Like I said, all these ladies had full characters with strong back stories and complex, independent thoughts which enabled them to save themselves, and those they loved. Actually at one point the girls on Neverland; Tink, Wendy and Tiger, join together to overcome a Pirate-based problem which felt was sublime. Forget the glorification of tearing each other down, female solidarity is the story little girls need to be hearing. 

There was also space for gender-role fluidity with the male characters, which was perfect. Needless to say the script was great, thanks Ella Hickson, because though the play was a feminist interpretation it wasn't just about the ladies. The males were equally integral and well considered (and isn't that what feminism is truly about)?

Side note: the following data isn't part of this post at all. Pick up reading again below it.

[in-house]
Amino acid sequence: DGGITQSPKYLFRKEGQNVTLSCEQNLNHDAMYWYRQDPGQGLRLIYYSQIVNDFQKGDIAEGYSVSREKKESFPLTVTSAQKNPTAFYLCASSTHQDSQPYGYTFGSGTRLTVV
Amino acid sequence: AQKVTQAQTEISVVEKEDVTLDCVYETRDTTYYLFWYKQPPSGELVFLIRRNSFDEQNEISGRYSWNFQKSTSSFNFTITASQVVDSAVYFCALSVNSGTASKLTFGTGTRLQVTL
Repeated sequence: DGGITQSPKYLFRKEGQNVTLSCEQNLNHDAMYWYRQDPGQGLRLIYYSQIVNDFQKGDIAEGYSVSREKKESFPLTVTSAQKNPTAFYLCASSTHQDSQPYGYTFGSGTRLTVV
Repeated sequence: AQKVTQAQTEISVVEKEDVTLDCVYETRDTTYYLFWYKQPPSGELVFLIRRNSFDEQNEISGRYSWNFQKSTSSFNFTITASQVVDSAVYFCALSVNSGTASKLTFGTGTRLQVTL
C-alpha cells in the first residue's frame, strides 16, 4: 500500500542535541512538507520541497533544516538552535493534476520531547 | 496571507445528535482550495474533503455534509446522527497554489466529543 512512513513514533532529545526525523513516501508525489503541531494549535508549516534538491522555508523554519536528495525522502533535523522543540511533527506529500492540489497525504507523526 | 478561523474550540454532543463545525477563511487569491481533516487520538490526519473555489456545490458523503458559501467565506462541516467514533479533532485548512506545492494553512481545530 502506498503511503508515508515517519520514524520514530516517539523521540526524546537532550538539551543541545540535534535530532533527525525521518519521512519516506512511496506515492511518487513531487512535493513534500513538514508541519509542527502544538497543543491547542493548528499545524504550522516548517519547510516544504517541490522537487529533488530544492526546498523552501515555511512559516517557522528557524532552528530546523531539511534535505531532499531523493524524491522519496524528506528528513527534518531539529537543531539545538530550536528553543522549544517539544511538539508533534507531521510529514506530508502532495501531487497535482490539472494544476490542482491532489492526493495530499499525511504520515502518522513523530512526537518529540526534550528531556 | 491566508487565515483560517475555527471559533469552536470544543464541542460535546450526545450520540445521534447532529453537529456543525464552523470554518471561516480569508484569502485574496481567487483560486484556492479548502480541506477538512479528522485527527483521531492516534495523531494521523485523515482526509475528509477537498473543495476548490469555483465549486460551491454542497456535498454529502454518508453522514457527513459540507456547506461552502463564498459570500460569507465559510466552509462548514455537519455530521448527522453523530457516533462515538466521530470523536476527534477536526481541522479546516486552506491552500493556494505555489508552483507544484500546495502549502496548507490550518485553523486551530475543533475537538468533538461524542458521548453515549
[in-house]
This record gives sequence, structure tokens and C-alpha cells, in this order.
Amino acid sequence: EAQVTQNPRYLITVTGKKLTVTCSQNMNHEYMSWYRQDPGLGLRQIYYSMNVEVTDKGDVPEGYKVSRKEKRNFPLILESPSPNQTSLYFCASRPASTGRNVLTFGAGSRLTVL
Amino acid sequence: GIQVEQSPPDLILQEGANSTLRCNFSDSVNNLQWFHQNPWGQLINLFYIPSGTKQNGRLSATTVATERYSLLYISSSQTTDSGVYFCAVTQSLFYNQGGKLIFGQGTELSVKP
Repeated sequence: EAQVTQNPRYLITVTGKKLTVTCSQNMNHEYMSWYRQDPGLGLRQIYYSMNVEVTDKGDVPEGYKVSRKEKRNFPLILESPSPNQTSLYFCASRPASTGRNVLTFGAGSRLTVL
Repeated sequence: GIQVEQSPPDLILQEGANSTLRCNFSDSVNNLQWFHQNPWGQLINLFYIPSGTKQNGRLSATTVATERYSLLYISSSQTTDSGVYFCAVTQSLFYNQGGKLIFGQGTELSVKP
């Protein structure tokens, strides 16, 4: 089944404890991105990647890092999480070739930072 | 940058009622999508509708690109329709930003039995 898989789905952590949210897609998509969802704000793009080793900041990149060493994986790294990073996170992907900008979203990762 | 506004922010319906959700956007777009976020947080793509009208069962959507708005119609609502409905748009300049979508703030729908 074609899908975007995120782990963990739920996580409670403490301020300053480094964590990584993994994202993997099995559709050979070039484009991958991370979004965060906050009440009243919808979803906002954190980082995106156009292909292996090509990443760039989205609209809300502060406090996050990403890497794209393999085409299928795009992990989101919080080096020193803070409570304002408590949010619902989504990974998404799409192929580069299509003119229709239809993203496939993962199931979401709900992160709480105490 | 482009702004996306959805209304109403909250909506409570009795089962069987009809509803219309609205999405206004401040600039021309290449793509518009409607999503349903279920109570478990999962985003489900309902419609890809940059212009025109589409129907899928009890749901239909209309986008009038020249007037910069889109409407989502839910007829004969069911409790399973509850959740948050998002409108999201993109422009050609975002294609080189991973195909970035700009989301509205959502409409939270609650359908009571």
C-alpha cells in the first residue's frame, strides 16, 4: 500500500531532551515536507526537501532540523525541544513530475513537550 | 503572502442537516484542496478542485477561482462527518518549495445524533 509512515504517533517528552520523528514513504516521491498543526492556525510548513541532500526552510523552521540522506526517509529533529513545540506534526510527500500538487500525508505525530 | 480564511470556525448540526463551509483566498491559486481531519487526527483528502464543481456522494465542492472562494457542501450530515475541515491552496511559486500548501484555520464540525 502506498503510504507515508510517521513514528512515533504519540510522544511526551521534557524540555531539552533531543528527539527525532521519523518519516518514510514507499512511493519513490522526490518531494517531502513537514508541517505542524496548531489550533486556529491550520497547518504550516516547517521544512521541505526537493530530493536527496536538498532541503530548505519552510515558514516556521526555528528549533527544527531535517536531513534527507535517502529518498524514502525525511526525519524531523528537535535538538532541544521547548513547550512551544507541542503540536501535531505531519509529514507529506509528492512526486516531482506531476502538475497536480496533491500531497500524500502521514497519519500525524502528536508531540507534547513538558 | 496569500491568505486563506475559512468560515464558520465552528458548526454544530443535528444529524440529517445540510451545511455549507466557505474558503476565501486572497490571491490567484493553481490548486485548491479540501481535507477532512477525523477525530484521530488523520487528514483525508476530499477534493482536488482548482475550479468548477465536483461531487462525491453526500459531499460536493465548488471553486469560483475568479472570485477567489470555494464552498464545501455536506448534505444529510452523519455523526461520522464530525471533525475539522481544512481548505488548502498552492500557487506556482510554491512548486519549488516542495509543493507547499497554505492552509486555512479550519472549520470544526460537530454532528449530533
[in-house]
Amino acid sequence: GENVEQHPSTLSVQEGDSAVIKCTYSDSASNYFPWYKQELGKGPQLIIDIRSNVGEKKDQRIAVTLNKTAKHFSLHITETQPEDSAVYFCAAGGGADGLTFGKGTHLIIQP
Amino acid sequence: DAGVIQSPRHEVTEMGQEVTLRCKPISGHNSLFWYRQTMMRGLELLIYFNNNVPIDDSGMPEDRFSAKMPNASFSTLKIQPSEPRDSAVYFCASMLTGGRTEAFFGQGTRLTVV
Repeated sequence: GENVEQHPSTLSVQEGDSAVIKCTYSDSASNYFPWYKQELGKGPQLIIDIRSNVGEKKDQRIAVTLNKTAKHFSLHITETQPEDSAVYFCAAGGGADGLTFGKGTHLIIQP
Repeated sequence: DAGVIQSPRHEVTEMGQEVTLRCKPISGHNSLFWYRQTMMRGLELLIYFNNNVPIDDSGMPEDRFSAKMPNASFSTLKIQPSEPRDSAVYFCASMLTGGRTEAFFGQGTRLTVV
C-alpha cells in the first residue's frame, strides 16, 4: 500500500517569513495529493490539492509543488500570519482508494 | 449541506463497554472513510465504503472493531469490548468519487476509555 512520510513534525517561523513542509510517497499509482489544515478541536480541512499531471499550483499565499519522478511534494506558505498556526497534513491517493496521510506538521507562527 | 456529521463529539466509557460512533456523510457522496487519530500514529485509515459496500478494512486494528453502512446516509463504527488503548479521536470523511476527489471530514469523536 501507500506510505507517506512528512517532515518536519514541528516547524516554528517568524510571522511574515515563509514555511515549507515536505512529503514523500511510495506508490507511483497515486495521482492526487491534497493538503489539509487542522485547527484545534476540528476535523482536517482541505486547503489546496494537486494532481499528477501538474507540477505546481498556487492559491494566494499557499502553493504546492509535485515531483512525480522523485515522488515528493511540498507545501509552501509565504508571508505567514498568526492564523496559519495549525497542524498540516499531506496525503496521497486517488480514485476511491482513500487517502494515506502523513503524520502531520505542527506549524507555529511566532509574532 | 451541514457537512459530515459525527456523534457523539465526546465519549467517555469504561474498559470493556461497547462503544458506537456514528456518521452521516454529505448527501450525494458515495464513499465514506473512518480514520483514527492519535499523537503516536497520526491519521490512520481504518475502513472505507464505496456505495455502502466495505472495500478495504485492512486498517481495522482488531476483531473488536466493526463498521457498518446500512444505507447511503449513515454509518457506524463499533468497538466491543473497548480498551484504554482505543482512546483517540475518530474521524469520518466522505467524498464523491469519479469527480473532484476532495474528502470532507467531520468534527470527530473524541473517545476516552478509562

Secondly it used the elements of fantasy to tackle some pretty heavy topics. It is speculated that J.M Barrie wrote Peter Pan in tribute of his fourteen-year-old brother who died in an ice skating accident when he was quite young. That kind of solemnness and gravitas is what sews this interpretation together. It tackles very adult issues of grief, discontentment and growth with great care. It offers a space to feel and heal by using its fantastic cast of characters to instil a sense of belief and comfort.